According to a report this week from research firm ARS, the consumer electronics giant has a half-dozen PCs in the works that will target the middle and high-end of the market. ARS gleaned details about the machines, which will range in price from $799 to $2,199, from e-commerce Web sites such as TechDepot.com and YesMicro.com.
ARS desktop PC analyst Toni Duboise wrote in a report this week that Sony is focusing on providing more features and performance, while also experimenting with a previously successful entry-level product.
"ARS still feels that Sony's rare appearance in the sub-$800 category will not go unrewarded," Duboise wrote. "Although not all model specifications were attainable from the e-tailer Web sites, all six of Sony's models appear to exude the manufacturer's performance mantra with dual optical drives and (significant amounts of) memory and hard drive options."
Eschewing the low end of the market is a familiar stance for Sony--and one that has helped it maintain revenue even as its market share has slipped. According to research firm IDC, Sony shipped 790,000 units in the fourth quarter of 2002, down from 1.03 million during the same period the year before.
"They have had more of a dip than their competitors," said IDC analyst Roger Kay. "They've had a string of down quarters."
Sony representatives did not return calls seeking comment on the new desktops. But in a previous interview with CNET News.com, Hideyuki Furumi, director of desktop marketing at Sony, explained the company's strategy.
"Our goal is not to achieve 40 percent of the market, but we don't want to lose share, either," said Furumi. "We won't do anything crazy to gain 10 percent...gaining share is important, but creating a philosophy is equally important."
As part of that philosophy, Sony has been promoting its "ubiquitous value network", in which it espouses the value of bringing together of content and hardware. Sony has vast holdings in the music and entertainment industries.
Lowering prices on PC systems to gain market share has been a successful strategy for some of the PC industry heavyweights, such as Dell Computer and Hewlett-Packard, but it's not one that Sony has fully embraced.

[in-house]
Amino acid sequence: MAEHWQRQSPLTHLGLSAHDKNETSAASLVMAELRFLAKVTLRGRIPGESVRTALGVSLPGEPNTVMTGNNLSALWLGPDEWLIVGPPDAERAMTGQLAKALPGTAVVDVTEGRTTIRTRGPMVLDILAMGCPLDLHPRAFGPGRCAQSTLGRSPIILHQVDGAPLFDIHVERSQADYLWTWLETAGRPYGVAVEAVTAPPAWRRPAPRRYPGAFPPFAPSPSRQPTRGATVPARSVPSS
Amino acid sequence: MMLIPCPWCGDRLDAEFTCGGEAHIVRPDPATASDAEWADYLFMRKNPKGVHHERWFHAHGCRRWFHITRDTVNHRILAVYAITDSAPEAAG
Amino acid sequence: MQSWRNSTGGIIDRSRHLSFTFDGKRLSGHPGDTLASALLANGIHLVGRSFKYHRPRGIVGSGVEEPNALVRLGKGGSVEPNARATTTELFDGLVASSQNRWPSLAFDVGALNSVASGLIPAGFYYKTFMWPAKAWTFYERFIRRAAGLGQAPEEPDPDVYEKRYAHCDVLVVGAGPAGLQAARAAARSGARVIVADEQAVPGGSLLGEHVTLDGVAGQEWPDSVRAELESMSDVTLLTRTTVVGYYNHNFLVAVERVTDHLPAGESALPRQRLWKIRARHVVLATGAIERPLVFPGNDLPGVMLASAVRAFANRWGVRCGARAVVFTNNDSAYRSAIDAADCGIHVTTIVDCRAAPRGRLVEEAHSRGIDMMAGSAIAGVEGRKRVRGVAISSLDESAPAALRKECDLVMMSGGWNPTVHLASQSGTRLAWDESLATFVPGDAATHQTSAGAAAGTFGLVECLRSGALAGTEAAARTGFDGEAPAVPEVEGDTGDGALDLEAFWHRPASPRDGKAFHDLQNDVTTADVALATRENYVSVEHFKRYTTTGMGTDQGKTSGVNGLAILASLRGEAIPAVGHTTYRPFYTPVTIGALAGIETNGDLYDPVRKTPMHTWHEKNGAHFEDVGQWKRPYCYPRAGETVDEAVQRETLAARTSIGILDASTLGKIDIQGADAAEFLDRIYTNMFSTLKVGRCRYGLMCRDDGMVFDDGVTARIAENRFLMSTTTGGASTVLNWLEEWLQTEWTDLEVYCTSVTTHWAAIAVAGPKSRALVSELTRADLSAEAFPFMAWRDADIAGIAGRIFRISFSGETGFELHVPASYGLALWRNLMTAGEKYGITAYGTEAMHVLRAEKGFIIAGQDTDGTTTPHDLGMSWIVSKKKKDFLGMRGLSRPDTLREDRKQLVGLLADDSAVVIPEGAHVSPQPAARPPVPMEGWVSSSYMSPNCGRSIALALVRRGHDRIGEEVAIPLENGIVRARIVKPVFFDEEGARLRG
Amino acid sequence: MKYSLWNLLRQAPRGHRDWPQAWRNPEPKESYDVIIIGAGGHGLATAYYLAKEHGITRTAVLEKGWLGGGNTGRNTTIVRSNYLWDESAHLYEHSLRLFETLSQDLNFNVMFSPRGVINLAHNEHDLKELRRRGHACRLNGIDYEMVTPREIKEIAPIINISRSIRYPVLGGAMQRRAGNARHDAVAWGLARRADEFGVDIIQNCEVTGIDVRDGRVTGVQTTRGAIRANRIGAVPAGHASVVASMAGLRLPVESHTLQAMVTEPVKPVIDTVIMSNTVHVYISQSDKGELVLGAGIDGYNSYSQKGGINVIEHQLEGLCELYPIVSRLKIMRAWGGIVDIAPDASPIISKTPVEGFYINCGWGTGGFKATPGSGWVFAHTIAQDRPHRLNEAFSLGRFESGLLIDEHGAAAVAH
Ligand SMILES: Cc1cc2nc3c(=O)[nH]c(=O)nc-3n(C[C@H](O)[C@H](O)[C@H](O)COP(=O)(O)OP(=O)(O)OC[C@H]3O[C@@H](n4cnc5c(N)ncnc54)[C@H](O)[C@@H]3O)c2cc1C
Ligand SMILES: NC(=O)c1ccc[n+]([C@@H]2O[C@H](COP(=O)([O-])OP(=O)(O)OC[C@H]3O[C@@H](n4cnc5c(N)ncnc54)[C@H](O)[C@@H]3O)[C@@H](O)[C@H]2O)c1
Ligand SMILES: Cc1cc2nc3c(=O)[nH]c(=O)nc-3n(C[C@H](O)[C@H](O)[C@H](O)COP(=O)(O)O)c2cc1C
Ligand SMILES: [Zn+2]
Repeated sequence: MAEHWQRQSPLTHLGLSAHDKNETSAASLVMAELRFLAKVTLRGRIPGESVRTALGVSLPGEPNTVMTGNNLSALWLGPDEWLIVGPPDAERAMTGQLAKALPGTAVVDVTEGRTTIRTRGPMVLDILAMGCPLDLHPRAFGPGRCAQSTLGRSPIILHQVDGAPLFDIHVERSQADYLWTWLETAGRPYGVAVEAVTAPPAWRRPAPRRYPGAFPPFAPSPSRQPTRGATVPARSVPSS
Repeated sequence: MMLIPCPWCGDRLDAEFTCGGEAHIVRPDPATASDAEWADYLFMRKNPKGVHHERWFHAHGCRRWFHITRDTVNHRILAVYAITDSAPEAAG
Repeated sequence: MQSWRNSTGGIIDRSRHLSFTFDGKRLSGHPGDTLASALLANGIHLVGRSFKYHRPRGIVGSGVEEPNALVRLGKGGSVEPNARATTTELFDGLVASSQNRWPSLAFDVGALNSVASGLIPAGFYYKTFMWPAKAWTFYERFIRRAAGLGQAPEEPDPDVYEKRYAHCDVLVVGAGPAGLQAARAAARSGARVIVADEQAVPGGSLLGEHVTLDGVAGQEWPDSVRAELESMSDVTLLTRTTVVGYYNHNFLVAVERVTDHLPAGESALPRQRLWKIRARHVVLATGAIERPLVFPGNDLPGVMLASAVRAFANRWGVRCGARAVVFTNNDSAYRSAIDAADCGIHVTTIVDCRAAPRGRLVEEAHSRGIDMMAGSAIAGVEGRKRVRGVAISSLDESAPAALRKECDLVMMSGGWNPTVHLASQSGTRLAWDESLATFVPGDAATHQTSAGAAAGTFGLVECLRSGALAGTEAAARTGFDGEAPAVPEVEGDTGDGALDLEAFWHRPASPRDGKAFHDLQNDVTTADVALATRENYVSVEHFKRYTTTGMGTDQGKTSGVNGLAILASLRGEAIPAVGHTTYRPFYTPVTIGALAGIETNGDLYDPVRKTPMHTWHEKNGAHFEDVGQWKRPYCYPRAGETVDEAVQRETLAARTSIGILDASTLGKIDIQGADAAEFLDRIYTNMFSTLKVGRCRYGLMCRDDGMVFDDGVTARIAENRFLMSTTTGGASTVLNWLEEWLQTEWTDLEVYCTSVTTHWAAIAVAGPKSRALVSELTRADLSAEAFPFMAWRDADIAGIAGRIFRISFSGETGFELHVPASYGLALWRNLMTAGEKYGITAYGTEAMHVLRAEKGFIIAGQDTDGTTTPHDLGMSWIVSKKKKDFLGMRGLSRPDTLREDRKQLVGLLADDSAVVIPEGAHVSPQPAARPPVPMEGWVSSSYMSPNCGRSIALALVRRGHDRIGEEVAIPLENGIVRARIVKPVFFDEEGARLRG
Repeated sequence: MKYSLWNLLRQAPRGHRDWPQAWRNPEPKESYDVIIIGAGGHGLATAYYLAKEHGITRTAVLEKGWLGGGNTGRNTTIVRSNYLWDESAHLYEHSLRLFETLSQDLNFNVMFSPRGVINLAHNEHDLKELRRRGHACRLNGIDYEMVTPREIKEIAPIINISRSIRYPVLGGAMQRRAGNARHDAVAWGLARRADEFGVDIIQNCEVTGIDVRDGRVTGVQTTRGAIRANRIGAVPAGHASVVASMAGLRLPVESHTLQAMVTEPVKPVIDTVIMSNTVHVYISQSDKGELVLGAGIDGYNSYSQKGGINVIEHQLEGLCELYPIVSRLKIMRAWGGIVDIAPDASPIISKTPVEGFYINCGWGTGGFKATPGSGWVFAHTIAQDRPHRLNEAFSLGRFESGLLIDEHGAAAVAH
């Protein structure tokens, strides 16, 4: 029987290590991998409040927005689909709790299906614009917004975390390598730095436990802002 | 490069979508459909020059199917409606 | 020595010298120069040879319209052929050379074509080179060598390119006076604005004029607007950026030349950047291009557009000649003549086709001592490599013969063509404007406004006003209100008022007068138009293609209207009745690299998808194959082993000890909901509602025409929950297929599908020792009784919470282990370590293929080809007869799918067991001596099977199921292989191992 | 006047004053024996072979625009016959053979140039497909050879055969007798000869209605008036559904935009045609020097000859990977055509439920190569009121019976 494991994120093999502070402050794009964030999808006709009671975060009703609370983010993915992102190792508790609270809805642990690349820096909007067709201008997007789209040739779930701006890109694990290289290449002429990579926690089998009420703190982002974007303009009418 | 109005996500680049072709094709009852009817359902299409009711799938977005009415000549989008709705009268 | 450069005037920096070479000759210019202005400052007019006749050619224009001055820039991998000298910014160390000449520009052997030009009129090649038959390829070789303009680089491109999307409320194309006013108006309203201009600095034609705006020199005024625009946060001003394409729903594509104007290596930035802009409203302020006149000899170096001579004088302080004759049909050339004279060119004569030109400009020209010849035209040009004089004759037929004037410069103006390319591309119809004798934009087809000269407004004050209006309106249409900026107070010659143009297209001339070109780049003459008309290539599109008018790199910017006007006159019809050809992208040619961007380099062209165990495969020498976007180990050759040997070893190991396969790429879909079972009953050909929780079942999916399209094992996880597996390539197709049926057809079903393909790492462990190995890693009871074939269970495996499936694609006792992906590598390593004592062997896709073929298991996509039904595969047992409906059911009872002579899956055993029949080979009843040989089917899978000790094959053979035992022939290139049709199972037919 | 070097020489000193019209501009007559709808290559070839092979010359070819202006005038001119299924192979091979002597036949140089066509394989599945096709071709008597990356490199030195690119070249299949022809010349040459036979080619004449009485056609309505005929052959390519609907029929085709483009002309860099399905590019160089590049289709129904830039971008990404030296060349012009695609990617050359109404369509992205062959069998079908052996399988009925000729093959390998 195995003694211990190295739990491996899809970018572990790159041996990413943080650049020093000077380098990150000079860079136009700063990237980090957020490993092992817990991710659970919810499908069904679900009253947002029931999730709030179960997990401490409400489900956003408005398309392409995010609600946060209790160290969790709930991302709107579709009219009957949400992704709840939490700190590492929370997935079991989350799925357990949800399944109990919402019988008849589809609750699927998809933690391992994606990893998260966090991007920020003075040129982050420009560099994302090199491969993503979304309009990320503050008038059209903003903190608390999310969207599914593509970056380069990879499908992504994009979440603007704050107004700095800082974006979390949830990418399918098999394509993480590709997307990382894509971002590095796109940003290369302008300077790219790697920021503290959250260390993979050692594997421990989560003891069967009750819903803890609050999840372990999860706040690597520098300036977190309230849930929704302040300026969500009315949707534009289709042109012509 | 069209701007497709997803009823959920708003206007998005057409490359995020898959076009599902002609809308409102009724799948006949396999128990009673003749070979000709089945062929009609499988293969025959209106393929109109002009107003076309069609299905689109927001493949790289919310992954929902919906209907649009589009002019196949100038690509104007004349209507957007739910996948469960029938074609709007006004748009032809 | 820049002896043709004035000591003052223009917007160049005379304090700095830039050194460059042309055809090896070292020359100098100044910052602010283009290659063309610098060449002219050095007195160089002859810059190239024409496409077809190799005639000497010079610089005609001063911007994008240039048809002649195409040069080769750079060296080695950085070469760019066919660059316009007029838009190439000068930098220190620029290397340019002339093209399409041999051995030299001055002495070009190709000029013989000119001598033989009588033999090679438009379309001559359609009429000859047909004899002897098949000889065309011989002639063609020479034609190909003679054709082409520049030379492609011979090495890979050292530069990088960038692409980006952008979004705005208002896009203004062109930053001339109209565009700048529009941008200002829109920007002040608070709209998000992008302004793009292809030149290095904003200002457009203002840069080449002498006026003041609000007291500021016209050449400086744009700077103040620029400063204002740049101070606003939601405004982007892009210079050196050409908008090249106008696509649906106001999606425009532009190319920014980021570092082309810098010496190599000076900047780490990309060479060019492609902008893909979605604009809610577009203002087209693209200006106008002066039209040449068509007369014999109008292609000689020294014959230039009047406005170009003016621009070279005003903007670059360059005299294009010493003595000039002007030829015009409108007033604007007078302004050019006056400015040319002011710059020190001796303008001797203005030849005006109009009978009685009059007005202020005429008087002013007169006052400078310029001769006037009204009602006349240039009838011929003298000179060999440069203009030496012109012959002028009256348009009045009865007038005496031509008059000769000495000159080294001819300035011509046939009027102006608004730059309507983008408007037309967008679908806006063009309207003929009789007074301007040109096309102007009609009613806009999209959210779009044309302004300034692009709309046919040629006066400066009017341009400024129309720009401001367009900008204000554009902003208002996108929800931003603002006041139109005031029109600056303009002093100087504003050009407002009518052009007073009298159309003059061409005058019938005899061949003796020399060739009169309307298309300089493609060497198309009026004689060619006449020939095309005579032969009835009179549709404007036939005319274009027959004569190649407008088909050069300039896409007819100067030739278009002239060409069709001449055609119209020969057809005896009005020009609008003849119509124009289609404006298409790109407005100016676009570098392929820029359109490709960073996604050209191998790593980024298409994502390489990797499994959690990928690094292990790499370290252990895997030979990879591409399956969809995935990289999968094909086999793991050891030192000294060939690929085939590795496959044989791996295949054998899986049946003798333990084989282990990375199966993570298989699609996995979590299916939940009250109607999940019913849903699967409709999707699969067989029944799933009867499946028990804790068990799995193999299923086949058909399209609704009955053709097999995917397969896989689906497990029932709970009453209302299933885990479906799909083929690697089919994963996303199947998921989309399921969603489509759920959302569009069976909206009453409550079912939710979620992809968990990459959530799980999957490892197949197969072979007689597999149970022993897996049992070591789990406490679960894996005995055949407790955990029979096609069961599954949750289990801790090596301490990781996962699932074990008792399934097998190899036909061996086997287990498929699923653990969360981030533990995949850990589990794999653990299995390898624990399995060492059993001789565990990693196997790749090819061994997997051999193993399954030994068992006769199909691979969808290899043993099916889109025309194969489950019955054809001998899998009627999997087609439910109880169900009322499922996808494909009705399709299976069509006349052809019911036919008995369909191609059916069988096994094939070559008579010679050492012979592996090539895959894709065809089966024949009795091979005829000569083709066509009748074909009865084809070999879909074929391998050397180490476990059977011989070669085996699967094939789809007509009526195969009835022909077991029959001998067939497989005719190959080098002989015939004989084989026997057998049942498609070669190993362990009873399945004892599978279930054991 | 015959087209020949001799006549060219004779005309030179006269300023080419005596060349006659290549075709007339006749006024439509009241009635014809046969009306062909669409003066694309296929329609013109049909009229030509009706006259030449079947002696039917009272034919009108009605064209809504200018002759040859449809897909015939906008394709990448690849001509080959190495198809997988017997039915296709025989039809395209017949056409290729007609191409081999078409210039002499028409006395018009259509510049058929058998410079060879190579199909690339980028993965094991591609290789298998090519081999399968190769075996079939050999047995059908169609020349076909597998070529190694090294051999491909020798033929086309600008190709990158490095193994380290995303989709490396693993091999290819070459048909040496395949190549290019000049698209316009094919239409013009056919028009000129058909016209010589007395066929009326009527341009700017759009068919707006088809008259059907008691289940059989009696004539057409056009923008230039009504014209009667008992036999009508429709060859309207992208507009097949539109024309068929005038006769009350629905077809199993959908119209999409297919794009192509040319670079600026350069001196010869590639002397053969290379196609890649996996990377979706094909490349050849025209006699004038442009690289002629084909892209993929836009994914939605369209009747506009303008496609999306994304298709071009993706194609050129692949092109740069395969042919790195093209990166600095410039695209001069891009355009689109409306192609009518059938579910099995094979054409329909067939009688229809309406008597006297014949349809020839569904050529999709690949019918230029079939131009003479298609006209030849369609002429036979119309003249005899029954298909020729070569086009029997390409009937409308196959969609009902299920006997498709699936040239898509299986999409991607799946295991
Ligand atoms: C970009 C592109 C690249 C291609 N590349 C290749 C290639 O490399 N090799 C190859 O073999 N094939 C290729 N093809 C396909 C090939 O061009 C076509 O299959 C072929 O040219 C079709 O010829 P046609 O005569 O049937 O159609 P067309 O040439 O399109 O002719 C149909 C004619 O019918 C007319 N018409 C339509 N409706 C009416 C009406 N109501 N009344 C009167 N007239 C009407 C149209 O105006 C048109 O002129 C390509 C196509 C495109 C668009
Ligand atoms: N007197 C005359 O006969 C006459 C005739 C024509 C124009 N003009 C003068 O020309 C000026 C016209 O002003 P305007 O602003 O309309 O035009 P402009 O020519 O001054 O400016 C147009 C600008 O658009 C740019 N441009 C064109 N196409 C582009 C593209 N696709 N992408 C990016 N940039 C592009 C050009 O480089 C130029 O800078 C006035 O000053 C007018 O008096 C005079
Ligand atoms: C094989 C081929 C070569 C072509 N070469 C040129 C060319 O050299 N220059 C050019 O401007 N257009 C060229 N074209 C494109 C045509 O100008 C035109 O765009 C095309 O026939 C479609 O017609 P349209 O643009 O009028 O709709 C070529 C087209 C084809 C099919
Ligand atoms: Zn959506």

"The emergence of the low price-band really lowered the industry average price," Furumi said about growing number of $499 PCs. "Our lowest-end units don't always sell well; we sell better in the high end."
Furumi noted that Sony's hesitation to offer an entry-level PC late last year was a "little miscalculation in timing" that was partly to blame for the company's loss of market share.
"That was probably one of the biggest reasons why we did not increase volume, but while we're down in market share, our value share in terms of dollars remains the same," said Furumi. Value share is the amount of revenue made per unit.
At the lower end of the price spectrum, Sony will offer:
The PCV-RS310, $899, with a 2.4GHz Pentium 4 processor, 256MB of memory, an 80GB hard drive, a DVD-RW drive and a CD-RW drive.
The PCV-RS320, $1,099, with a 2.6GHz Pentium 4 processor, 512MB of memory, a 120GB hard drive, a DVD-RW drive and a CD-RW drive.
The PCV-RZ32G, $1,399, with a 2.6GHz Pentium 4 processor, 512MB of memory, an 80GB hard drive, a DVD+RW/-RW drive and a CD-RW drive.
The PCV-RZ34G, $1,699, with a 2.8GHz Pentium 4 processor, 512MB of memory, a 120GB hard drive, a DVD+RW/-RW drive and a CD-RW drive.
Those four systems will be discounted via a $100 rebate.
Sony also is releasing two systems that don't carry the rebate. The PCV-RZ36G, priced at $2,199, will come with a 3.0GHz Pentium 4 processor, 1GB of memory, a 160GB hard drive, a DVD+RW/-RW drive and a CD-RW drive. The PCV-W30, $1,599, is an update ofand features a 2.0GHz Pentium 4 processor, 512MB of memory, an 80GB hard drive, a DVD-ROM drive and a CD-RW drive.